A trio of siblings left their current traveling theater company and formed their own group that got licensed to perform on US Army bases in 1946, as means to help care for their ailing father whose construction company had closed due to his illness. Pan, Shopan, and Lily (she doesn’t start to be billed by her birth name, Sadako, until 1953) create the Pan Sports Show as an act that includes a boxing match between Lily and Shopan with Pan acting as referee while a jazz band performs. Near the end of their thirty-minute time slot Lily and Shopan would throw off their gloves and start to wrestle each other, often ending with Lily stomping Shopan or Pan to cheers of the audience. For the next couple of years, the Pan Sports Show would continue to perform for majority American audiences on military bases and along the way would hire former contortionist, Tayama ‘Rose’ Katsumi, Tayama began her acrobat career in the 1930s and later became a saxophonist playing for American soldiers alongside her trumpeter husband until his death in the late 1940s. For many social critics and wrestling fans, the image of women wrestling in intergender matches was inherently erotic and with thousands of foreign soldiers with disposable income, many club owners with a large GI audience caught wind of the success of the Pan Sports Show and started advertising sexy women’s wrestling at their establishments. As mentioned in the previous paragraph, with the devastation caused by war, a lot of women sought licenses to perform at military facilities as they had the most money to offer but when that didn’t work out some women took to sex work —many panpan girls would look for American clients as they had more money than other Allied Forces soldiers and much more than the Japanese clientele—. The image of an American man interacting with Japanese women became associated almost exclusively with the idea that the women were offering sexual services in exchange for money; this predisposition along with the growing number of clubs advertising women’s wrestling helped create a perfect storm leading to the arrest of Lily and Pan on October 12, 1950. During a Pan Sports Show at a strip club, police came to stop the show and arrest its participants, the reason being that a man and woman wearing swimsuits and fighting was obscene. After spending the night in jail Lily and Pan were able to convince the police that they were actually siblings, they were released, and newspaper coverage of their arrest helped drum up interest and brought more people to their next series of shows.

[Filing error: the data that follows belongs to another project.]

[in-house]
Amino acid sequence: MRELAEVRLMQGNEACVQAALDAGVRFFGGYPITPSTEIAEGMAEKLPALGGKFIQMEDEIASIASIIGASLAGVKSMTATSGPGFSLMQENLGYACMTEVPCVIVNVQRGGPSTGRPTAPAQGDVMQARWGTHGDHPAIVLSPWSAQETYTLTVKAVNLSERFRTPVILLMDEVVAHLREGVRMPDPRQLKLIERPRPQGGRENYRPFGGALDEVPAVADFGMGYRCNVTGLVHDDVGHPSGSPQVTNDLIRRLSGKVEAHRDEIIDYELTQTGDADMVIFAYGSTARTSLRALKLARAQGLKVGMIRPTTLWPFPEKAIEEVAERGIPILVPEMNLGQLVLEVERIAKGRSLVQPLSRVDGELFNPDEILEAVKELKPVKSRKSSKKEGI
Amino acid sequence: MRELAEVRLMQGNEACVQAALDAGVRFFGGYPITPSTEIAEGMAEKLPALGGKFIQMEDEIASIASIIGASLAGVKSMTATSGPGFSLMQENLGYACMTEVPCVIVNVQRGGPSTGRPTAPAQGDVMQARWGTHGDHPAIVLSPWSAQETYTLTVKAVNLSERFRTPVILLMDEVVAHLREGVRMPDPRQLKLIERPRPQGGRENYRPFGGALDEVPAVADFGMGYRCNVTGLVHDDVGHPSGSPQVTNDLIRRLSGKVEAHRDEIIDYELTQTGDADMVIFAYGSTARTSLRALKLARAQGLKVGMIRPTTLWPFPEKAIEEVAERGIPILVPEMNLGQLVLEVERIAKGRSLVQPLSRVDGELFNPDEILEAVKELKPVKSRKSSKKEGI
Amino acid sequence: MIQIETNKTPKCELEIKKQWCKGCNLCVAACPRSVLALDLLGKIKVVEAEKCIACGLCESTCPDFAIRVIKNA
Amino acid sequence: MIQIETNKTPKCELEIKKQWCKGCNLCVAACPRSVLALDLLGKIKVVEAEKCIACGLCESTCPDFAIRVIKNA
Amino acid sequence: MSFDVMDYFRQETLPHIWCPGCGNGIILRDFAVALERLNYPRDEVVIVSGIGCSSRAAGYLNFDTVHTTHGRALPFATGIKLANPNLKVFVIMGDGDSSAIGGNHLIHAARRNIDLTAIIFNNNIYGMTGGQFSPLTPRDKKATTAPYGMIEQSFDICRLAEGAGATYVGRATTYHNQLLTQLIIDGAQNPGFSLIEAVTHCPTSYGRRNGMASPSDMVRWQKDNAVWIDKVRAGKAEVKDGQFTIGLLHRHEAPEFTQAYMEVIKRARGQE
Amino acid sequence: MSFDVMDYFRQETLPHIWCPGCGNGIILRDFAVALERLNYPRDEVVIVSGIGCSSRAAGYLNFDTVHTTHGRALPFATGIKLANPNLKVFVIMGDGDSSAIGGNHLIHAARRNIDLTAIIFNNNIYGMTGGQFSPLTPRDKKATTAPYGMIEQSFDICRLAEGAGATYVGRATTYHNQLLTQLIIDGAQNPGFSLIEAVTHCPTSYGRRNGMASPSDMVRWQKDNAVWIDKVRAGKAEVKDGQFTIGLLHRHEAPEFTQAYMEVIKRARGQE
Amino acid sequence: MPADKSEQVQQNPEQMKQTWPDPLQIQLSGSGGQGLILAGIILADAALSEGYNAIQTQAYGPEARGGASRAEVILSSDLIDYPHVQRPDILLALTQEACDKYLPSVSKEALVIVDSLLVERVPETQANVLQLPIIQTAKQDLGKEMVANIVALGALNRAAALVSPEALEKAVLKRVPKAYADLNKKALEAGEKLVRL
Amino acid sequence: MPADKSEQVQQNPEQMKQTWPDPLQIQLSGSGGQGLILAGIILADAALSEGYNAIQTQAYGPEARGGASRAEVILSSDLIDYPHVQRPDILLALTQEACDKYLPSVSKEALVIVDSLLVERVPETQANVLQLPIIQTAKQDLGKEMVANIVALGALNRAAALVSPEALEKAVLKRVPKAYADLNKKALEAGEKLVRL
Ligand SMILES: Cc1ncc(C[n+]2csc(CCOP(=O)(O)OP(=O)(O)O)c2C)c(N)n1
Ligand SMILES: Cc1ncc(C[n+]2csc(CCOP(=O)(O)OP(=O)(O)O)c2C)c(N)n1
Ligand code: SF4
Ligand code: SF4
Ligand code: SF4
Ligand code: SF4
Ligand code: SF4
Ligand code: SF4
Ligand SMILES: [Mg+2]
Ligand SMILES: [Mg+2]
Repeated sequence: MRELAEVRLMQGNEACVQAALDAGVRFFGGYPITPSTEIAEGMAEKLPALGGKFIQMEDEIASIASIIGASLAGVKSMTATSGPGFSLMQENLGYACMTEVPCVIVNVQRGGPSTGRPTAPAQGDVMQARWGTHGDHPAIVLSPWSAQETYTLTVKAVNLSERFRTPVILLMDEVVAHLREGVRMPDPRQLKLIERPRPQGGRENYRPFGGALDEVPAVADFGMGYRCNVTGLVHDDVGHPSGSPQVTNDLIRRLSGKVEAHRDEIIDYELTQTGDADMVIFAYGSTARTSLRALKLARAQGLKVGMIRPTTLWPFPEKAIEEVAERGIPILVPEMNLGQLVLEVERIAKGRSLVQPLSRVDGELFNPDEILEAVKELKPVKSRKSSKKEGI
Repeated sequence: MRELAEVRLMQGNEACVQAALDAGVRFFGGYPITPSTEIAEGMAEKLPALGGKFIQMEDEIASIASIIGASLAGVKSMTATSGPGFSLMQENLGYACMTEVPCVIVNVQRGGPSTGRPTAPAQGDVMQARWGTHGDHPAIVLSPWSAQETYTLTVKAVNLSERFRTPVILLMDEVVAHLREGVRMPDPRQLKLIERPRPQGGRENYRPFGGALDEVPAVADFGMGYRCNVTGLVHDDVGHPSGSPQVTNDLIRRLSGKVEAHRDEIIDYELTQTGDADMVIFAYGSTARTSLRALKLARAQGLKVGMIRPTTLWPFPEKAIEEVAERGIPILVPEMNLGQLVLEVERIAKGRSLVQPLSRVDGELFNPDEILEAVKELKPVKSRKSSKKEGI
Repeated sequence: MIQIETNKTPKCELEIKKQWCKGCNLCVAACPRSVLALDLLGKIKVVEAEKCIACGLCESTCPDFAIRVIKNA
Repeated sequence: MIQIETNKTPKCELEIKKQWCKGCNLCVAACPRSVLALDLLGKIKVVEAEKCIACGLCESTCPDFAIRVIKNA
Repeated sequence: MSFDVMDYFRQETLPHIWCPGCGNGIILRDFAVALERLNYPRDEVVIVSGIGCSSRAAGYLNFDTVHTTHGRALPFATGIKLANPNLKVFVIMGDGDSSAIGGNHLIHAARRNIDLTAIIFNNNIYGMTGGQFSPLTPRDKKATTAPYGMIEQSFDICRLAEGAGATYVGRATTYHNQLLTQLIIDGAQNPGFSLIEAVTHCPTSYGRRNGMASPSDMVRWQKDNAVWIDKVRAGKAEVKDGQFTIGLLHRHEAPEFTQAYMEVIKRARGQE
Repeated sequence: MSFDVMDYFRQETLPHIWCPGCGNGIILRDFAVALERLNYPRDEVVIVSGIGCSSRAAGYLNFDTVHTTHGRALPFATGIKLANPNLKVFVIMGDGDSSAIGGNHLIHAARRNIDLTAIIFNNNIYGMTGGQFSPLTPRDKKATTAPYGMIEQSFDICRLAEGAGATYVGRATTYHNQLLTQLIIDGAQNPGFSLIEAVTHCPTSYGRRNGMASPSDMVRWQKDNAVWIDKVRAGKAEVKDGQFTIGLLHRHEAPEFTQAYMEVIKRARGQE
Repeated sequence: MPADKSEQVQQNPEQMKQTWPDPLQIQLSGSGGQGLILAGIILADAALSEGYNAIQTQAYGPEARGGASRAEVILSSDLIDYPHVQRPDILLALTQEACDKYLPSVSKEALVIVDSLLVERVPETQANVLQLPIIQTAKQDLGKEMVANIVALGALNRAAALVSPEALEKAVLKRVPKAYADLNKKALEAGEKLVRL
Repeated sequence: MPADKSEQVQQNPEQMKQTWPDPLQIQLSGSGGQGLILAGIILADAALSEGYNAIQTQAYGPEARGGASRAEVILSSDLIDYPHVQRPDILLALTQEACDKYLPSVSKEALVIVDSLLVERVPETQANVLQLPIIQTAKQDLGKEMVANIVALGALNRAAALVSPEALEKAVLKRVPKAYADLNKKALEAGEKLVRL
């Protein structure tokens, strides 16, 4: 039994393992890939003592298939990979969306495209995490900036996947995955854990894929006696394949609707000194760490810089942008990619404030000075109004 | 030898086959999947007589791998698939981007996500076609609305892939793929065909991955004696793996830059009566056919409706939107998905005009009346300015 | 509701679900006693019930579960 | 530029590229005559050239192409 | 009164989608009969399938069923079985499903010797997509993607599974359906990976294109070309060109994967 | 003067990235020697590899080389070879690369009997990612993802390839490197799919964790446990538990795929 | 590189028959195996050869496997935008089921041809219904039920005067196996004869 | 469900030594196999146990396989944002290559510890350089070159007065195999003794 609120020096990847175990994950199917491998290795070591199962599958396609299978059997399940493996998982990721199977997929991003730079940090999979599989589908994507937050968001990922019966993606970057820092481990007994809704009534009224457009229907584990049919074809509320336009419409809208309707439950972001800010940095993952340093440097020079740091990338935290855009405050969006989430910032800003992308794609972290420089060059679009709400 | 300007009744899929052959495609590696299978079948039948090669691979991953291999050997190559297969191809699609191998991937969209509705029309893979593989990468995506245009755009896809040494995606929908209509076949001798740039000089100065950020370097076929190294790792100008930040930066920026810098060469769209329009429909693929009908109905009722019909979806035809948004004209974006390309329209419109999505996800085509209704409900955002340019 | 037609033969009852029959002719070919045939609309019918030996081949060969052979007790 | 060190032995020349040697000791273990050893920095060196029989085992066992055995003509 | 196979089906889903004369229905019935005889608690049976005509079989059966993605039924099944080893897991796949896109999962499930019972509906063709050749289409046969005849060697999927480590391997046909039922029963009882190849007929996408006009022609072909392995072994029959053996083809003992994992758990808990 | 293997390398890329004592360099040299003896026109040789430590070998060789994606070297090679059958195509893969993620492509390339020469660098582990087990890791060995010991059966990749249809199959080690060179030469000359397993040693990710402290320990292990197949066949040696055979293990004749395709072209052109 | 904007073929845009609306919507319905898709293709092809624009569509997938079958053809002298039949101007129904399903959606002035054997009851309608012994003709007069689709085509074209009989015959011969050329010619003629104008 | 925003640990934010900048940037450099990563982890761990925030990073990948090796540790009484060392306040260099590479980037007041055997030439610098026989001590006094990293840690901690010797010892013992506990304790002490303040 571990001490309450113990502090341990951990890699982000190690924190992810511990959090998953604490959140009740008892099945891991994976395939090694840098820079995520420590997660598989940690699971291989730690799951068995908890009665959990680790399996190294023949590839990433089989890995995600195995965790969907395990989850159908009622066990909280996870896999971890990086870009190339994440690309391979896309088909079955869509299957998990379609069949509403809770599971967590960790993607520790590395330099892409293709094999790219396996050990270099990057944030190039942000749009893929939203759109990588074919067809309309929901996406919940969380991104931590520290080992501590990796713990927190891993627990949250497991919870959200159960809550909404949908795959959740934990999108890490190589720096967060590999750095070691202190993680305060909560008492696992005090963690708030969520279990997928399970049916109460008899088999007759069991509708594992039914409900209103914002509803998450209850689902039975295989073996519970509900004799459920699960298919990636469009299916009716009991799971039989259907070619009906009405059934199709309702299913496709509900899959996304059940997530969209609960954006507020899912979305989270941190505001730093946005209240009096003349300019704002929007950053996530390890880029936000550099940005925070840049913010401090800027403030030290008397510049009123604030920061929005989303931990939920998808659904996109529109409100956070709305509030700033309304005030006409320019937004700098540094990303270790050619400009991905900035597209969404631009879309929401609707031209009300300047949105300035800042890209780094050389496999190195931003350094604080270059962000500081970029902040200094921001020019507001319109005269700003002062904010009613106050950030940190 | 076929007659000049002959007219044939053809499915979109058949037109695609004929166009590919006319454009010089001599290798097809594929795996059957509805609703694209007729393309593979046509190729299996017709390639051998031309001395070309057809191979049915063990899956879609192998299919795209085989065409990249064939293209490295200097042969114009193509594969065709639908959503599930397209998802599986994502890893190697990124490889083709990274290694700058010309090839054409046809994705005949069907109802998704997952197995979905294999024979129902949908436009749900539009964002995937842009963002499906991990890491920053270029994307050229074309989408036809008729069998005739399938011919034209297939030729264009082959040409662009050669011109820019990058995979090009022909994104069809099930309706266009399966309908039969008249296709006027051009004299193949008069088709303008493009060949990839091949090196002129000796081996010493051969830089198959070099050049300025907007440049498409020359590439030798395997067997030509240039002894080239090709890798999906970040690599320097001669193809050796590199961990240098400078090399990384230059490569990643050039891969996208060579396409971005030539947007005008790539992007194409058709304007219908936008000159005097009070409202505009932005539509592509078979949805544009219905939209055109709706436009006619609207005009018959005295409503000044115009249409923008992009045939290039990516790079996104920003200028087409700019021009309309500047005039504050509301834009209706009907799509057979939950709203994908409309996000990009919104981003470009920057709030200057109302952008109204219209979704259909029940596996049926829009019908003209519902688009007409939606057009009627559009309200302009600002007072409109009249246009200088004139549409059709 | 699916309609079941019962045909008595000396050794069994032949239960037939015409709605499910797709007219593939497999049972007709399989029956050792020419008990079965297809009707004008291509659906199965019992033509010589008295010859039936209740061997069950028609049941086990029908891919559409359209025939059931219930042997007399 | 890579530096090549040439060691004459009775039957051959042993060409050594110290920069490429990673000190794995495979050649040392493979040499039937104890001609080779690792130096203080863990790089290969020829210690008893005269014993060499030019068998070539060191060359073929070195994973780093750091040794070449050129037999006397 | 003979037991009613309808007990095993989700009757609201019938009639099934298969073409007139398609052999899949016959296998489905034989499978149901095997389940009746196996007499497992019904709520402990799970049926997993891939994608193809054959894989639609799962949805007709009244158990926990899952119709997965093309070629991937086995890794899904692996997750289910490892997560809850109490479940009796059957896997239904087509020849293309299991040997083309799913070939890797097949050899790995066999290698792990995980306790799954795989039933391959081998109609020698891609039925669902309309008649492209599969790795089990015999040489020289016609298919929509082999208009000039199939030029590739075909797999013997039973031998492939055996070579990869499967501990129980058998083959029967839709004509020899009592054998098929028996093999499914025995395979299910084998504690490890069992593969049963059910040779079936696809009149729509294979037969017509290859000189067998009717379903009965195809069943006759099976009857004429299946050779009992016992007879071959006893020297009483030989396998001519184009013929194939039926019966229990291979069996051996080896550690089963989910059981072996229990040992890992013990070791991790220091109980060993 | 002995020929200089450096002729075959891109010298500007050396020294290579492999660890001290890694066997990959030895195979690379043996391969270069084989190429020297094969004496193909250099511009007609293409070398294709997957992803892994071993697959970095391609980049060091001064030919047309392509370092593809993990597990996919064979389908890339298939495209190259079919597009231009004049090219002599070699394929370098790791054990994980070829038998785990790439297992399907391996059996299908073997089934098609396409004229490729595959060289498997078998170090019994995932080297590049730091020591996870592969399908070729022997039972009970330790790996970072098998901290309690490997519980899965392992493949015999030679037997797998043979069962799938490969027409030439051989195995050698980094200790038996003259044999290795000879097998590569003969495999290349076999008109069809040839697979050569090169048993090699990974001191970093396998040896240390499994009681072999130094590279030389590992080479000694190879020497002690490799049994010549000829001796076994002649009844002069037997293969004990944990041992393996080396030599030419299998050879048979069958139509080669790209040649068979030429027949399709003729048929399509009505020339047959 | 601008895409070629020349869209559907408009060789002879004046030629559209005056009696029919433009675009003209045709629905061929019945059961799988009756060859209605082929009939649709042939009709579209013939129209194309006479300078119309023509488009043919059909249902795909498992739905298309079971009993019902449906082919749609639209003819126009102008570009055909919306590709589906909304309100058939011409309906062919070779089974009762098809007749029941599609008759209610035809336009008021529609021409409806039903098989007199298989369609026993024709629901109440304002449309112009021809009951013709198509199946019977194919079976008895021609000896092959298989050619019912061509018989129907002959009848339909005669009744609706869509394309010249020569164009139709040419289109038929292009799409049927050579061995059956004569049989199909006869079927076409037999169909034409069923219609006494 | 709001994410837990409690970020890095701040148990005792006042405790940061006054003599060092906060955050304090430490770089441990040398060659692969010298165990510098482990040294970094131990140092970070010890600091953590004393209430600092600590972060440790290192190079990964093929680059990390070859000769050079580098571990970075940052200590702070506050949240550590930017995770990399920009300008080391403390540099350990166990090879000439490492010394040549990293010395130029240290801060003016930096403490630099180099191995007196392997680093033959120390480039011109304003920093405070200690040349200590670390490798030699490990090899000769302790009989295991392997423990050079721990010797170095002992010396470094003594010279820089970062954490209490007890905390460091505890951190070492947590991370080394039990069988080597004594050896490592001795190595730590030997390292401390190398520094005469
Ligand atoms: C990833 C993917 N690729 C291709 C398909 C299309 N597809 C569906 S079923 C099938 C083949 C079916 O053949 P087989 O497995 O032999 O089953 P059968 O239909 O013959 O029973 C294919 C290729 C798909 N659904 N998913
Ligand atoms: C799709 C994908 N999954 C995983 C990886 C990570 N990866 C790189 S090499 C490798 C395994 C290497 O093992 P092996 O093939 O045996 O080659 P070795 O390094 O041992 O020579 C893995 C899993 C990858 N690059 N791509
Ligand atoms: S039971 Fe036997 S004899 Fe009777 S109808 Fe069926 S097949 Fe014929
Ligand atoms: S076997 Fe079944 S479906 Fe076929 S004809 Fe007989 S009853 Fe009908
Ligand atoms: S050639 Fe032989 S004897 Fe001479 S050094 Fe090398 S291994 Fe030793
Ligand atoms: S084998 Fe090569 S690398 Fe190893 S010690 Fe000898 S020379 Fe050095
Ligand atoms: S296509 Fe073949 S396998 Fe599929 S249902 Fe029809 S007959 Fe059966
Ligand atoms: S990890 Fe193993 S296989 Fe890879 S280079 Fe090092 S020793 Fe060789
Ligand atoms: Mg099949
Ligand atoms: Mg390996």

The 1950s – Legitimacy, International tours, and Moral Panic

By 1951 the Pan Sports Show was renamed to the Pan Show and had a roster of four women that would wrestle in garter belt matches along with comedy skits and music. A year earlier the company had expanded beyond military bases and started to tour different strip clubs and nightclubs with more Japanese audiences, but this expansion into the domestic market meant that local papers began to report on this new brand of entertainment and with that brought the sexualization of the talent. Through the early 1950s multiple entertainment newspapers would run articles about this new type of show and even articles written in good faith still put an expectation of eroticism on joshi wrestling; one such article from an April 1950 edition of Sunday Movie talked about the motivation of Lily, Pan, and Shopan wanting to earn money to support their parents and the multiple skills that Lily possessed, but the article headline used the word nyotai (女体) which was the word of choice when talking about strippers. The same article that seemingly praised Lily and her brothers shared a page that talked about strippers at a different venue and this juxtaposition perfectly illustrated the common mindset from the mass populace during the mid-century, that even if the women wrestling never intended to be valued as just sexual bodies, many felt that the act of exposing skin and staging fake fights with men and other women for mostly foreign and male audiences at venues such as strip clubs was inherently at the same level as strippers and exotic dancers. Writers would either voice their disappointment in some promotions not having nearly enough eroticism present during matches or some would be amazed that the women were taking their matches seriously and were shocked that they also practiced and trained like athletes.